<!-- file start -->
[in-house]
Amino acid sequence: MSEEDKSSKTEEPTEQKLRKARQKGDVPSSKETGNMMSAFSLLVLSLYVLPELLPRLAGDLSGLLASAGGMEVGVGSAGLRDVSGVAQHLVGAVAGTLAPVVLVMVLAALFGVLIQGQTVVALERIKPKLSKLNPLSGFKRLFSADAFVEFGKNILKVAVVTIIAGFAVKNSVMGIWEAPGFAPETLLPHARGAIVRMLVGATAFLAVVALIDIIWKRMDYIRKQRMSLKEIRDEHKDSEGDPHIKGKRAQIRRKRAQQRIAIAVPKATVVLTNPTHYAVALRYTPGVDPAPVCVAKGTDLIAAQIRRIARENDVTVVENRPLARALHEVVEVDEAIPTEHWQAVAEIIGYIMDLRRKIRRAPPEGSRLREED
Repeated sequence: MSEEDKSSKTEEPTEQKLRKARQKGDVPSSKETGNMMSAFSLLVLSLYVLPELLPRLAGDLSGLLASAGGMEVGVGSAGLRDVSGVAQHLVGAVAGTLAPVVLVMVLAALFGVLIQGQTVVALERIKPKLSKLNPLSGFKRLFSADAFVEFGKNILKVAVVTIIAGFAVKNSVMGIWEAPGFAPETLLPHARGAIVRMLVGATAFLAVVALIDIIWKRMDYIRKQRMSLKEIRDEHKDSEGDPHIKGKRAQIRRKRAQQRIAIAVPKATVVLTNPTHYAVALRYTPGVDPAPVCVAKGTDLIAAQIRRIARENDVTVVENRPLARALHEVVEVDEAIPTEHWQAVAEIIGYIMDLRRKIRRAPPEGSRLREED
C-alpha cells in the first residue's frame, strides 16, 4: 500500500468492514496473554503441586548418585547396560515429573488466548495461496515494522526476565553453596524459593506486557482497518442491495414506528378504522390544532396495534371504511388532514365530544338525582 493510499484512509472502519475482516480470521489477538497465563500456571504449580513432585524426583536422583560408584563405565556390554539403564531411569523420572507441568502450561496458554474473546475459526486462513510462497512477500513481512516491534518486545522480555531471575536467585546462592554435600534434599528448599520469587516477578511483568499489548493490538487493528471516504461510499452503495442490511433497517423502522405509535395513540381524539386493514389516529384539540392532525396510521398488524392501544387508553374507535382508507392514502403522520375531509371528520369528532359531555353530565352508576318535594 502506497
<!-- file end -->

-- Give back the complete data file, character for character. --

[in-house]
Amino acid sequence: MSEEDKSSKTEEPTEQKLRKARQKGDVPSSKETGNMMSAFSLLVLSLYVLPELLPRLAGDLSGLLASAGGMEVGVGSAGLRDVSGVAQHLVGAVAGTLAPVVLVMVLAALFGVLIQGQTVVALERIKPKLSKLNPLSGFKRLFSADAFVEFGKNILKVAVVTIIAGFAVKNSVMGIWEAPGFAPETLLPHARGAIVRMLVGATAFLAVVALIDIIWKRMDYIRKQRMSLKEIRDEHKDSEGDPHIKGKRAQIRRKRAQQRIAIAVPKATVVLTNPTHYAVALRYTPGVDPAPVCVAKGTDLIAAQIRRIARENDVTVVENRPLARALHEVVEVDEAIPTEHWQAVAEIIGYIMDLRRKIRRAPPEGSRLREED
Repeated sequence: MSEEDKSSKTEEPTEQKLRKARQKGDVPSSKETGNMMSAFSLLVLSLYVLPELLPRLAGDLSGLLASAGGMEVGVGSAGLRDVSGVAQHLVGAVAGTLAPVVLVMVLAALFGVLIQGQTVVALERIKPKLSKLNPLSGFKRLFSADAFVEFGKNILKVAVVTIIAGFAVKNSVMGIWEAPGFAPETLLPHARGAIVRMLVGATAFLAVVALIDIIWKRMDYIRKQRMSLKEIRDEHKDSEGDPHIKGKRAQIRRKRAQQRIAIAVPKATVVLTNPTHYAVALRYTPGVDPAPVCVAKGTDLIAAQIRRIARENDVTVVENRPLARALHEVVEVDEAIPTEHWQAVAEIIGYIMDLRRKIRRAPPEGSRLREED
C-alpha cells in the first residue's frame, strides 16, 4: 500500500468492514496473554503441586548418585547396560515429573488466548495461496515494522526476565553453596524459593506486557482497518442491495414506528378504522390544532396495534371504511388532514365530544338525582 493510499484512509472502519475482516480470521489477538497465563500456571504449580513432585524426583536422583560408584563405565556390554539403564531411569523420572507441568502450561496458554474473546475459526486462513510462497512477500513481512516491534518486545522480555531471575536467585546462592554435600534434599528448599520469587516477578511483568499489548493490538487493528471516504461510499452503495442490511433497517423502522405509535395513540381524539386493514389516529384539540392532525396510521398488524392501544387508553374507535382508507392514502403522520375531509371528520369528532359531555353530565352508576318535594 502506497